20 January 2004

Republican foreign policy is even worse than I imagined?

David Neiwert at Orcinus has a long post quoting a fella named Mark D. Lew about how the ''October surprise'' story about presidential candidate Ronald Reagan's efforts to delay the return of American hostages in Iran in 1980 is a capsule example of how and why the US is a supporter of authoritarian regimes.
Members of the U.S. government are frequently expressing their moral support for the democratic reform movement in Iran. At the same time, our actions are supporting the vali faqih. Why? Because he can deliver the goods. What we want most from Iran right now is for them to shut down their nuclear weapons program. The democratic movement is basically for a peaceful Iran, but all you've got to show for it is the rhetoric of a bunch of activists who argue with one another, and who knows who will actually be elected? With Ali Khamenei, he can say the word and the nuclear program shuts down right now. That's a man we can do business with, and so we do.
It's a fairly intricate look at how the October surprise story connects to the internal politics in Iran, and the implications are chilling, as Neiwert observes.
If these accounts prove accurate, the Reagan team's behavior in this instance constituted treason, by any definition of the term. As Mark suggests, the Reagan folk directly undermined government negotiations to free the hostages. If George H.W. Bush was a direct participant in this, it casts an even darker light on not only his presidency but his subsequent actions regarding Iran-Contra and Iraq, actions for which we continue to confront the consequences.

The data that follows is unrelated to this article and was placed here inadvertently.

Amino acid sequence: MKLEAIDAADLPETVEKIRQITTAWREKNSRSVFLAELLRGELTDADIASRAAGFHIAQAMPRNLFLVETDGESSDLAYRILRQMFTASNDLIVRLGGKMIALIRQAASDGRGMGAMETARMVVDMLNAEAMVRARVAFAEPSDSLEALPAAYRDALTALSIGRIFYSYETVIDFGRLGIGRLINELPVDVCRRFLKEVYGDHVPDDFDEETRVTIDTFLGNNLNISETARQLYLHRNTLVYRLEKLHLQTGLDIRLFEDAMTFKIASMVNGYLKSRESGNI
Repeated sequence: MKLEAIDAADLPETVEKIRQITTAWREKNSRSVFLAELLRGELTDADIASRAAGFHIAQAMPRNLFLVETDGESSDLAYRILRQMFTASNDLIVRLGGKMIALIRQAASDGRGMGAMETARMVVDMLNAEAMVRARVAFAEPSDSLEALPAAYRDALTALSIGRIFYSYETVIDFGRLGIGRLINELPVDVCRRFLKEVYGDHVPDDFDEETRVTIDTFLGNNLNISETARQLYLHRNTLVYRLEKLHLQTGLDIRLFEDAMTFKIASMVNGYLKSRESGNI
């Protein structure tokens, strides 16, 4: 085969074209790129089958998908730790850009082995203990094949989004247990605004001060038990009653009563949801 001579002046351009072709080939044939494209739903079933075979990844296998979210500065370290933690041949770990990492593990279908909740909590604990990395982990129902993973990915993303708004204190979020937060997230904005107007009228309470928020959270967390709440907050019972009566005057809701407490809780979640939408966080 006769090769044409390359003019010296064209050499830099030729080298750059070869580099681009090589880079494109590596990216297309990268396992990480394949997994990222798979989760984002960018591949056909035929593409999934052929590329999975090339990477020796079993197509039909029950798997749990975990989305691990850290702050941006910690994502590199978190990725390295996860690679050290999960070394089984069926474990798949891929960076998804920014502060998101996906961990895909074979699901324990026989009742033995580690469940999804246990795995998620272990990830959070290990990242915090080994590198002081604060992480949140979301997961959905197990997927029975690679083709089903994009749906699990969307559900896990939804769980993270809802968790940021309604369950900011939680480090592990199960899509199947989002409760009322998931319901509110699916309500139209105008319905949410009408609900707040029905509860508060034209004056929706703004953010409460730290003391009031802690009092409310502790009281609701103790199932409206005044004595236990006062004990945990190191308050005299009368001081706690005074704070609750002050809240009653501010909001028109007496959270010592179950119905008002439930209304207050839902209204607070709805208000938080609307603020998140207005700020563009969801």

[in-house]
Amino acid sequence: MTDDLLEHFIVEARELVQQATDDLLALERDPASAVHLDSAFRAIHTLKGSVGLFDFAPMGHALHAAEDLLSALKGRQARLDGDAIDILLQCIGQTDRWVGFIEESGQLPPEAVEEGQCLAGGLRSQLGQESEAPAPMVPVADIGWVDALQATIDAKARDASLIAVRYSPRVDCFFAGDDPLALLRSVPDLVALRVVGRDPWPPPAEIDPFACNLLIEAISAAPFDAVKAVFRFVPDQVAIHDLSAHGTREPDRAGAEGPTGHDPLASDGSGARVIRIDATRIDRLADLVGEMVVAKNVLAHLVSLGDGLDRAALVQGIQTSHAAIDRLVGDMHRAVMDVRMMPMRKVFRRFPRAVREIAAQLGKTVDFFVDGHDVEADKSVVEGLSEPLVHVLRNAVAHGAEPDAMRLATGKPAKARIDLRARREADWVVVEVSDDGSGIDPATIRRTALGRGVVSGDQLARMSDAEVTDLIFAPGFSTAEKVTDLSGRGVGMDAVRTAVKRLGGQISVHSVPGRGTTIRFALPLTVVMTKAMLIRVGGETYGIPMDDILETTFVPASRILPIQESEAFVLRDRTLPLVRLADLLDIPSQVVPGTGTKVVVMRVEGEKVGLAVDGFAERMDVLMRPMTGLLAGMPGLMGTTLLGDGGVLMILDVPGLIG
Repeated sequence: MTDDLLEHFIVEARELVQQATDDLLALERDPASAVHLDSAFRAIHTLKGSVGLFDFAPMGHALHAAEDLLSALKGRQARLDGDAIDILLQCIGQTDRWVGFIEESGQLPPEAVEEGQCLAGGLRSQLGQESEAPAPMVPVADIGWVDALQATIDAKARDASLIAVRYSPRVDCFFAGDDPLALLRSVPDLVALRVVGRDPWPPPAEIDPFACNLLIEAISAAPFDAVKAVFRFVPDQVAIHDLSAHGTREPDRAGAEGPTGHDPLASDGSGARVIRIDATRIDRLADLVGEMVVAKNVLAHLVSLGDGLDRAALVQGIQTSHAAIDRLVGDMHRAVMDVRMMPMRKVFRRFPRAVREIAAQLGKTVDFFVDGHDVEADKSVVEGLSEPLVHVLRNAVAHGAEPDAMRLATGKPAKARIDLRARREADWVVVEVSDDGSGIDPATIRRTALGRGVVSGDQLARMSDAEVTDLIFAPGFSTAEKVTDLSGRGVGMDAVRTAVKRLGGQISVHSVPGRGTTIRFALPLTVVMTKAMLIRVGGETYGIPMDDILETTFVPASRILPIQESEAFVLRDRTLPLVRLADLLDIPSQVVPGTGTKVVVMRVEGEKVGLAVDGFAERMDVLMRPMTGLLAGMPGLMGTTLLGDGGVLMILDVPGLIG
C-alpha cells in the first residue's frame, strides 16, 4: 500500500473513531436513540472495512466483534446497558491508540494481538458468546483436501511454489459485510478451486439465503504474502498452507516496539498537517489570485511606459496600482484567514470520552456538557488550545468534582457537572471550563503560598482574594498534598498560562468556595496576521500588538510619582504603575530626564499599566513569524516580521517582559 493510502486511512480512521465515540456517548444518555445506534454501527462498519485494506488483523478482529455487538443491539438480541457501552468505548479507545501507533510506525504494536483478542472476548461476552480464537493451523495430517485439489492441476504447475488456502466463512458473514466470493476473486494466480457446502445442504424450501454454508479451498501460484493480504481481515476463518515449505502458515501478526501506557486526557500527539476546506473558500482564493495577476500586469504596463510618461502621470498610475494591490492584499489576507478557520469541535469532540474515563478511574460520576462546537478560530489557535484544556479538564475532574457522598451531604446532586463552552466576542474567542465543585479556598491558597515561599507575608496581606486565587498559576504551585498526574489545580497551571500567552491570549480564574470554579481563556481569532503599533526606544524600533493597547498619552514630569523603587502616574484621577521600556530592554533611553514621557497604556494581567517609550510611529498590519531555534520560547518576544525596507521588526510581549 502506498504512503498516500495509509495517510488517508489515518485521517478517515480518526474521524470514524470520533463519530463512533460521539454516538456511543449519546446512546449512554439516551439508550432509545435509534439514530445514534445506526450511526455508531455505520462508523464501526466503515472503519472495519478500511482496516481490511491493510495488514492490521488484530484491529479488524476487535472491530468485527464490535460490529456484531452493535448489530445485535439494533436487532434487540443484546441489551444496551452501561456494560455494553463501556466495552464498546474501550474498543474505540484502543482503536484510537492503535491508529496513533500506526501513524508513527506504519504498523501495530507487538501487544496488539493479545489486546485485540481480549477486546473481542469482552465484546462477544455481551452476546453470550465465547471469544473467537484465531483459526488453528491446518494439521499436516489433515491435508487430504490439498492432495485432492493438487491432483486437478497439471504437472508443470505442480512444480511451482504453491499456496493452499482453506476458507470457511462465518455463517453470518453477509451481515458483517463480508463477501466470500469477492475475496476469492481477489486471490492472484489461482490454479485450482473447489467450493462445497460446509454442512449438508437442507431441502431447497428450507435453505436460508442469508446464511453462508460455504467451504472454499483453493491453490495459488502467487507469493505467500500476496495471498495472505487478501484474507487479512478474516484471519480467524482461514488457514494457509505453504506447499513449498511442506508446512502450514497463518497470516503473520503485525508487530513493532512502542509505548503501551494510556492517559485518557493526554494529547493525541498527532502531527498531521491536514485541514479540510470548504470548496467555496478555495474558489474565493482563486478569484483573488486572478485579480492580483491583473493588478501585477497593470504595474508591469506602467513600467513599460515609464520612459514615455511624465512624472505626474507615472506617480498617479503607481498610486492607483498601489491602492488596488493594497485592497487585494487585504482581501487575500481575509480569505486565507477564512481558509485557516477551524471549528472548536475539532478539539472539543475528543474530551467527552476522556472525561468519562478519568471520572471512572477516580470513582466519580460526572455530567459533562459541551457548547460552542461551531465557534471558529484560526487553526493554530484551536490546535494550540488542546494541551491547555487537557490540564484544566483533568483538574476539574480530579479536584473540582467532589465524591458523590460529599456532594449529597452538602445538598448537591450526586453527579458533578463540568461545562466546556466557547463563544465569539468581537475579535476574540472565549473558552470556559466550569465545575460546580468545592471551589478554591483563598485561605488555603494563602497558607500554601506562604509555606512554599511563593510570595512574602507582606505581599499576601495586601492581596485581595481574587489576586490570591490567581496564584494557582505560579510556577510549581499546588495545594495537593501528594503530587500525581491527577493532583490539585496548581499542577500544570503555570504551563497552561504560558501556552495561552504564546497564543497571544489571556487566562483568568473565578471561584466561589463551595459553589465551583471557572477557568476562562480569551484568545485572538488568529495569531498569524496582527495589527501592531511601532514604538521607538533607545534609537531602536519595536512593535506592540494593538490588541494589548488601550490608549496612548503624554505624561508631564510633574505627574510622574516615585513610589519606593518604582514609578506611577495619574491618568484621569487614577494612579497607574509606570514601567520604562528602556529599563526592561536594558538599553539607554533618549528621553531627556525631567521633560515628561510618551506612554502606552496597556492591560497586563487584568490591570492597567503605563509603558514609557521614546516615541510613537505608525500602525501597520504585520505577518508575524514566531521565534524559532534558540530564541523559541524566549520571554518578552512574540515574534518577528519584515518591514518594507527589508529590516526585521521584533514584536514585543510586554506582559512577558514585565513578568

The principals may indeed have said their piece, but sadly, the public is spectacularly unaware of this. The point is to put our current events in a clear and factual context that erases the mythology favored by Republican propagandists, who would have us get all misty-eyed over the wonders of the Reagan administration's moral clarity and farsighted vision.

After all, we are currently in a political environment in America in which it is a commonplace to characterize liberals as traitors and to suggest that they have behaved treasonously in our response to ''the war on terror.'' What the October Surprise scenario makes clear is that not only are the Republicans now running the government the principal traitors here, but their entire approach to dealing with terrorists is a poisonous cauldron of deceit, both at home and abroad.

No comments: